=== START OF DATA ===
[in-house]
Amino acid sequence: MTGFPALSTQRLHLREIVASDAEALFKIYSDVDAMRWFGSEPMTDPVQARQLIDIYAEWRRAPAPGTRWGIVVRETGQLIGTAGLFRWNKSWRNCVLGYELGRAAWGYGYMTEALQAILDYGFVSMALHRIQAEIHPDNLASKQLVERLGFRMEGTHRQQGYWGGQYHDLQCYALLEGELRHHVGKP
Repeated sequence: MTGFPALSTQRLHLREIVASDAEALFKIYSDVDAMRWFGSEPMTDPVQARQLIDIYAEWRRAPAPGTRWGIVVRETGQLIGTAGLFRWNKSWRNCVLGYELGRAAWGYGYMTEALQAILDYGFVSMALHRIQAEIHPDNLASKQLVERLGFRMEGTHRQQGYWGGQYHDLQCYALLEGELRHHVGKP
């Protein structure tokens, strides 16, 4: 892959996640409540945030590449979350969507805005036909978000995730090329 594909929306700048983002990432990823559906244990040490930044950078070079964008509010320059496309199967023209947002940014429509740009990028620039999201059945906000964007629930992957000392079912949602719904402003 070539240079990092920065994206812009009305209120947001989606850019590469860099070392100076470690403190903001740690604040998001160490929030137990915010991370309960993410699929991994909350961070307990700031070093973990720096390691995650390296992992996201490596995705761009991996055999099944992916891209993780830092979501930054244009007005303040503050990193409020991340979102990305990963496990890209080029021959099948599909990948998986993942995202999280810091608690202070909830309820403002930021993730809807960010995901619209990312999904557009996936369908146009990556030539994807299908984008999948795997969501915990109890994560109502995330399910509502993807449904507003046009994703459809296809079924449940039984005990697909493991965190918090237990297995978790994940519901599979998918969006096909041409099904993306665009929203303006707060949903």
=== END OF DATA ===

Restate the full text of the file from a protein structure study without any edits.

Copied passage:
[in-house]
Amino acid sequence: MTGFPALSTQRLHLREIVASDAEALFKIYSDVDAMRWFGSEPMTDPVQARQLIDIYAEWRRAPAPGTRWGIVVRETGQLIGTAGLFRWNKSWRNCVLGYELGRAAWGYGYMTEALQAILDYGFVSMALHRIQAEIHPDNLASKQLVERLGFRMEGTHRQQGYWGGQYHDLQCYALLEGELRHHVGKP
Repeated sequence: MTGFPALSTQRLHLREIVASDAEALFKIYSDVDAMRWFGSEPMTDPVQARQLIDIYAEWRRAPAPGTRWGIVVRETGQLIGTAGLFRWNKSWRNCVLGYELGRAAWGYGYMTEALQAILDYGFVSMALHRIQAEIHPDNLASKQLVERLGFRMEGTHRQQGYWGGQYHDLQCYALLEGELRHHVGKP
């Protein structure tokens, strides 16, 4: 892959996640409540945030590449979350969507805005036909978000995730090329 594909929306700048983002990432990823559906244990040490930044950078070079964008509010320059496309199967023209947002940014429509740009990028620039999201059945906000964007629930992957000392079912949602719904402003 070539240079990092920065994206812009009305209120947001989606850019590469860099070392100076470690403190903001740690604040998001160490929030137990915010991370309960993410699929991994909350961070307990700031070093973990720096390691995650390296992992996201490596995705761009991996055999099944992916891209993780830092979501930054244009007005303040503050990193409020991340979102990305990963496990890209080029021959099948599909990948998986993942995202999280810091608690202070909830309820403002930021993730809807960010995901619209990312999904557009996936369908146009990556030539994807299908984008999948795997969501915990109890994560109502995330399910509502993807449904507003046009994703459809296809079924449940039984005990697909493991965190918090237990297995978790994940519901599979998918969006096909041409099904993306665009929203303006707060949903």